Walter Bishop Gets Life With Parole In Gas Station Murder; Judge Doubles Sentence
BEL AIR, Md. (WJZ)–Walter Bishop Jr. will likely die in prison, but he will not be put to death. A sentence has been set for the man convicted of carrying out a murder-for-hire plot.
Weijia Jiang has details on the sentence and reaction to it.
The same jury that convicted 29-year-old Walter Bishop Jr. of capital murder spared his life–rejecting the death penalty prosecutors pushed for. Jurors sentenced him to life in prison with the possibility of parole for killing Towson gas station owner William Ray Porter in March 2010.
His defense attorney sobbed tears of joy in court.
“We’re very relieved,” said Stefanie McArdie, Bishop’s attorney. “Obviously there’s a victim’s family here, and this was a tragedy. We believe in what we told the jury. This was a complete aberration. Our client had no criminal history. Everybody who knew him was absolutely shocked. And we don’t think he’ll be a future danger. I think it’s an appropriate sentence. And like I said, we’re very relieved.”
Emotions also ran high for the victim’s family, who hoped for a death sentence.
“It’s just been very difficult. That’s obvious. We appreciate all the support we’ve gotten and the job that’s been done,” said Richard Porter, victim’s brother.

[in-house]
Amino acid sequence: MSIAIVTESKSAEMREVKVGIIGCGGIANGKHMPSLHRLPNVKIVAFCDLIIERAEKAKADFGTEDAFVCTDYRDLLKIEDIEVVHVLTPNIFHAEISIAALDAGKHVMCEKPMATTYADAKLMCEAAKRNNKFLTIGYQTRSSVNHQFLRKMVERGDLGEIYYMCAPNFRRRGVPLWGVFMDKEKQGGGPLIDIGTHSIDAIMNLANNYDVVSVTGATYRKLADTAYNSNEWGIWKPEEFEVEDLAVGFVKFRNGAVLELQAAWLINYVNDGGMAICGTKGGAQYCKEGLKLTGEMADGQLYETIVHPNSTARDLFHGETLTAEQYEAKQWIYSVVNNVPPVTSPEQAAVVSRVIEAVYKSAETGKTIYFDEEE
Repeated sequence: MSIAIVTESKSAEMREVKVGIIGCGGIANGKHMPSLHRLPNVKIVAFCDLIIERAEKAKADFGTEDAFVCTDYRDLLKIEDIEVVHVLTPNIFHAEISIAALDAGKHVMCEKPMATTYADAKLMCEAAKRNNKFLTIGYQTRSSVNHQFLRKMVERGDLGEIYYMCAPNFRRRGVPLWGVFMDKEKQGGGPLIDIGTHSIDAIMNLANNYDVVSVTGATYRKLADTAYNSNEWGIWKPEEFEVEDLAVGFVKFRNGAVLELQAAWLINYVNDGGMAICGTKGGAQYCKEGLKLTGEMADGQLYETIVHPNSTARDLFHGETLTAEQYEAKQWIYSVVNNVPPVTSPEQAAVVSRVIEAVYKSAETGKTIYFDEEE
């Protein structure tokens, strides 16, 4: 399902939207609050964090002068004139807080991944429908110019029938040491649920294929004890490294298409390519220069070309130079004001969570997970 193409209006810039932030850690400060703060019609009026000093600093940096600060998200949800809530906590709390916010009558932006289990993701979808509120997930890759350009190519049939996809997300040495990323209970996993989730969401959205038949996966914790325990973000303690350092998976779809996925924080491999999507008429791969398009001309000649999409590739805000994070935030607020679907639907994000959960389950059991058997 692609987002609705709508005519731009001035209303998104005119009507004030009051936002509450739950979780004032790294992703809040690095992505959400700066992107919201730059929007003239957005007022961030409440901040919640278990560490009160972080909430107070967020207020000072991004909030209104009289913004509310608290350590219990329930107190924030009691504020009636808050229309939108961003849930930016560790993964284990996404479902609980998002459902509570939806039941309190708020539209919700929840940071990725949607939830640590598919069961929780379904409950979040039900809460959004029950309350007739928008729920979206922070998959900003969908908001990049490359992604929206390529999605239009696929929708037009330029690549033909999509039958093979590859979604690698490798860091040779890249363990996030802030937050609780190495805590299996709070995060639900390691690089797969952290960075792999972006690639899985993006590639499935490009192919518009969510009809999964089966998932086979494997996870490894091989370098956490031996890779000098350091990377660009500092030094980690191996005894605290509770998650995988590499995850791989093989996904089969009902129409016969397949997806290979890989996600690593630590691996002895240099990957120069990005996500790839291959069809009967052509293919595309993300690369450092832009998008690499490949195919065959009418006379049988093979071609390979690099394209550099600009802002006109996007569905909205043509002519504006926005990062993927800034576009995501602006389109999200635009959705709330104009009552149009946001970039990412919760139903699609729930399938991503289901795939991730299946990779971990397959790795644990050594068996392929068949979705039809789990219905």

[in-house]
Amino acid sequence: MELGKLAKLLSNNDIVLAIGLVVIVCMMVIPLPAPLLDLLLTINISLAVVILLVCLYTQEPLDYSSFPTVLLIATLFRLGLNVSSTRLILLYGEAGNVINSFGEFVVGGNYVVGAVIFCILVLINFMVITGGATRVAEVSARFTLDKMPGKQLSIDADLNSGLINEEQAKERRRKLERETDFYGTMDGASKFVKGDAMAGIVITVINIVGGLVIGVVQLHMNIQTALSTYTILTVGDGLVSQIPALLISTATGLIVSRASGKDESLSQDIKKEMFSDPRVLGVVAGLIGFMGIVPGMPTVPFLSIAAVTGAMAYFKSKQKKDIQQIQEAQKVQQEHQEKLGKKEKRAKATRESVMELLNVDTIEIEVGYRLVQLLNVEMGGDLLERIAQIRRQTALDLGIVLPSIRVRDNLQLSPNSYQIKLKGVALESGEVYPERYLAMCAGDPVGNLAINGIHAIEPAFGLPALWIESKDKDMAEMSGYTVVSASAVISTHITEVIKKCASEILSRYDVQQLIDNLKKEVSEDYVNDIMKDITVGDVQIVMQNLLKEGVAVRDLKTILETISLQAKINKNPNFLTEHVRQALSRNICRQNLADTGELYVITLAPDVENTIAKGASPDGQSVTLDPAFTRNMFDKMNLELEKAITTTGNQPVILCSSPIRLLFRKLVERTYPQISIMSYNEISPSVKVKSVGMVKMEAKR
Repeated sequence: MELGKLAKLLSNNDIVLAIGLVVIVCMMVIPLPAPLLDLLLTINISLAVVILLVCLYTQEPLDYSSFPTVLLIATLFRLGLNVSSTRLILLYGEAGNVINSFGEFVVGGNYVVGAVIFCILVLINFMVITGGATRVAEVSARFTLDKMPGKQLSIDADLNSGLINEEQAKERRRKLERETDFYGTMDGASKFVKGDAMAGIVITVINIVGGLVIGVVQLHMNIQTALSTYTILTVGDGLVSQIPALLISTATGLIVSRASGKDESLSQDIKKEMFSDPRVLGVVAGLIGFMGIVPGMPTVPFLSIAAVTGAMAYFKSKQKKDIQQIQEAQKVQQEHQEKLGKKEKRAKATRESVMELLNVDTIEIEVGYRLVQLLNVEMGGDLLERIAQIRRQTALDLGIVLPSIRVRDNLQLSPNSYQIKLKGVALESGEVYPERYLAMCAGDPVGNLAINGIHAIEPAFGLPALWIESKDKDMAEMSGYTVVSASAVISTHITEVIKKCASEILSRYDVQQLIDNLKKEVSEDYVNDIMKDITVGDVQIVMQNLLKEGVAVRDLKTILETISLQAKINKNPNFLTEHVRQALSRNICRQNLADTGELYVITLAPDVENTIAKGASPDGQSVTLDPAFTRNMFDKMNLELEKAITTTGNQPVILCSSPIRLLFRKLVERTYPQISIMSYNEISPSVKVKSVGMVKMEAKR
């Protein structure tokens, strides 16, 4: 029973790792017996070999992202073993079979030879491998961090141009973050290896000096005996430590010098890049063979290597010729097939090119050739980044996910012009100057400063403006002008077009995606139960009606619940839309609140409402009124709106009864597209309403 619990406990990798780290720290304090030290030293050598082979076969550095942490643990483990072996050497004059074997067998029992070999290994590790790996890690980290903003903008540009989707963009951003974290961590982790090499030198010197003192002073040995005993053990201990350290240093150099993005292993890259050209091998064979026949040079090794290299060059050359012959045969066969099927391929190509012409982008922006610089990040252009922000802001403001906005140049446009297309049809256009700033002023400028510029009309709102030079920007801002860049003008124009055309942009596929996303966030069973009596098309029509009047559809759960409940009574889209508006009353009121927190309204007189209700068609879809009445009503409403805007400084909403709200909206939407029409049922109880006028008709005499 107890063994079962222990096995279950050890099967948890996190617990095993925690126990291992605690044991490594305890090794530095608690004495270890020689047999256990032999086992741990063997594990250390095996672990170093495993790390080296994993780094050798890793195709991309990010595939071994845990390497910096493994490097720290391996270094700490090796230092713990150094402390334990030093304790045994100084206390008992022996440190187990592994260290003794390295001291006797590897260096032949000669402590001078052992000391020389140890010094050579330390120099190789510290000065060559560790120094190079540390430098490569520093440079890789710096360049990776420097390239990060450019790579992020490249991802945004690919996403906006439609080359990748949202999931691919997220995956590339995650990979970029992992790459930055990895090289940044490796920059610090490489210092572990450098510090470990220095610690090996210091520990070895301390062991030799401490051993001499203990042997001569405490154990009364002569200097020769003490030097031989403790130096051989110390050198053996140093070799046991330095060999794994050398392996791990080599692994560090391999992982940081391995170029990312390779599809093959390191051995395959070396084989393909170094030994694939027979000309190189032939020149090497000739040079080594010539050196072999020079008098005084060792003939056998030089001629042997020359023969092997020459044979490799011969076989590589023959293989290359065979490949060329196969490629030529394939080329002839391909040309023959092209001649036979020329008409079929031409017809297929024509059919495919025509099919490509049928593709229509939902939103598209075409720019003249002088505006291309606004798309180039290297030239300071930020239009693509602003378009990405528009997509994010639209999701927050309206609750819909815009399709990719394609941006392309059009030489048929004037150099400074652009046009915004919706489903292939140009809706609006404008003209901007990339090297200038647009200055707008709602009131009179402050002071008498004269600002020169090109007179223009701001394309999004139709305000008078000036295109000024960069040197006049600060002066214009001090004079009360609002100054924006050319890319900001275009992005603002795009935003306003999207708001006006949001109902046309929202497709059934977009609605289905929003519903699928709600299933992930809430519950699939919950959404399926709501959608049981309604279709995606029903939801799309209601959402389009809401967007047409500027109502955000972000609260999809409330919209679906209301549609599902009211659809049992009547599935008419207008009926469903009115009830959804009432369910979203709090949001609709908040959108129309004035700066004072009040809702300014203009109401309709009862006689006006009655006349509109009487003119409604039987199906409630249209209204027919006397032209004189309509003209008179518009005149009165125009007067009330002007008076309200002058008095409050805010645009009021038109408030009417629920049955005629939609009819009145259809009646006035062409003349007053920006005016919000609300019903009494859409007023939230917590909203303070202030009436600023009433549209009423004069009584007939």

The key piece of evidence in this case was a videotaped confession, which made Bishop eligible for the death penalty. But the recording may have also saved him from an execution.
Jurors were convinced of Bishop’s story that he was manipulated by the victim’s wife Karla Porter, who stands accused of setting up the murder-for-hire plot.
Jurors gave several other reasons Bishop doesn’t deserve to die: that he has no criminal past, he acted under duress, lacked family support, had a mental illness and drug addiction.
“Disappoint is not the right word,” said John Cox, Baltimore County Assistant State’s Attorney. “We had a fair trial, so I’m happy that we had that opportunity.”
Bishop also faced charges of conspiracy and handgun possession. Before the judge punished him for those charges, Bishop said, “I’m not the villain or monster the state’s making me out to be. I don’t feel I have to die in prison for what I did.”
The judge clearly disagreed. He gave Bishop another life sentence, plus 20 years. Those charges will run consecutively. Still, Bishop will have a chance at parole in 40-50 years.
Karla Porter’s trial has been moved to Carroll County. It will begin sometime next year.